Nossa Senhora da Favela
Client: Mirante do Arvrão
The Project Nossa Senhora da Favela (Our Lady of the Slam) had some special requirements:
1.- To create a representation of a divine being, as a Virgin or Saint..
2.- The Virgin needs to be part of the vernacular artistic symbolism of America, as in oposition of the Old Continent, but keeping some of them.
3.- The Nossa Senhora da Favela has to represent several concepts: Africa, the indigenous people in Latin America and Brazil, Daime ( Santo Daime is a syncretic religion founded in the 1930s in the Brazilian Amazonian state of Acre), Shamanism, Umbanda & Orixas, which are part of the Spiritual African legacy in Brazil, including the Iemanjá deity, goddess of the sea.
The products offered as output of the process were:
1.- One photography of Nossa Senhora da Favela..
2.- An painting, based in the photography.
Part of the considered process was the selection of the real person who will embody the character.
Daniel Graziani, owner of Mirante do Arvrão, chose Isis Maria, founder and percusionist at the social project Batucavidi (batucavidi.com)
Trailer of the Project Nossa Senhora da Favela
The painting of Nossa Senhora da Favela intends to emulate the naive paintings of the Southamerican baroque. The European art was transformed in the hands of the painters, most of them aborigens in art centers of the XVI century as the Cuzco School, giving new symbolism related to the pagan beliefs, creating a syncretism. An example of that is the use of the triangle form in order to represent the Virgin, hiding the real metaphorical presence of the mountain, the symbol of the Pachamama.
I decided to use gold as a main color to indicate the divinity. The blue indicates the relation with Iemanjá, the godess of the water and the sea.
Nossa Senhora da Favela
Location: Praia do Diabo, a small beach between Copacabana e Ipanema.
The colorgrading was made with custom presets.
I created the costume having in consideration some American Indigenous sources as the Peruvian Mochica jewelry and some Victorian dresses, in order to mix the influences in the character.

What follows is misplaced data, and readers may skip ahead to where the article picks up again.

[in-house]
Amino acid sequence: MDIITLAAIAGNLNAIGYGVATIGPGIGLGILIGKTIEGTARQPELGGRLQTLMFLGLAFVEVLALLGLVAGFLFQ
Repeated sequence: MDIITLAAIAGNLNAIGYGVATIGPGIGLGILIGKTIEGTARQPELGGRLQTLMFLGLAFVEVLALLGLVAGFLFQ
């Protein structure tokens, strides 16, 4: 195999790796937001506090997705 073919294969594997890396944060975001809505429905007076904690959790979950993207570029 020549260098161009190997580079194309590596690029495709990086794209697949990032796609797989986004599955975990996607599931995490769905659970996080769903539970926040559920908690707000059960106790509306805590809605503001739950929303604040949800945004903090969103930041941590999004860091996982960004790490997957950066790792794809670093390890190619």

Nossa Senhora da Favela has a sceptre with leaves, representing the Amazonia and for extension, Nature. It is tipped with a Ricinus leaf, a wild plant growing in the hills of Rio de Janeiro, and then, common in the favelas. It was a personal choice, because I have seen this plant in three countries: Chile, Brazil and Spain. It represents the dual personality of the godess Iemanjá. The Ricinus is a medicine, but it is a poison too. As Iemanjá is portrayed as protective and "...when angered she can be quite destructive and violent, as the flood waters of turbulent rivers." (Wikipedia)
The birds represent the connection with the air, the Spiritual and the Nature.
The multiple presence of arms in the character is a metaphor of the Asian cultures as influencers of the Spiritual movements. It is also a metaphor of the Favela, as a corpus of cooperation. In Brazil the favelas are also known as communities.
The crown was made with plastic soldiers painted with gold and the chain on the forehead resembles the Turkish jewelry.
Behind the Scenes
Isis Maria, the model.
Her name is a contraction of the Yoruba words Iye, meaning "mother"; ọmọ, meaning "child"; and ẹja, meaning "fish"; roughly translated the term means "mother of fish children.” This represents the vastness of her motherhood, her fecundity, and her reign over all living things.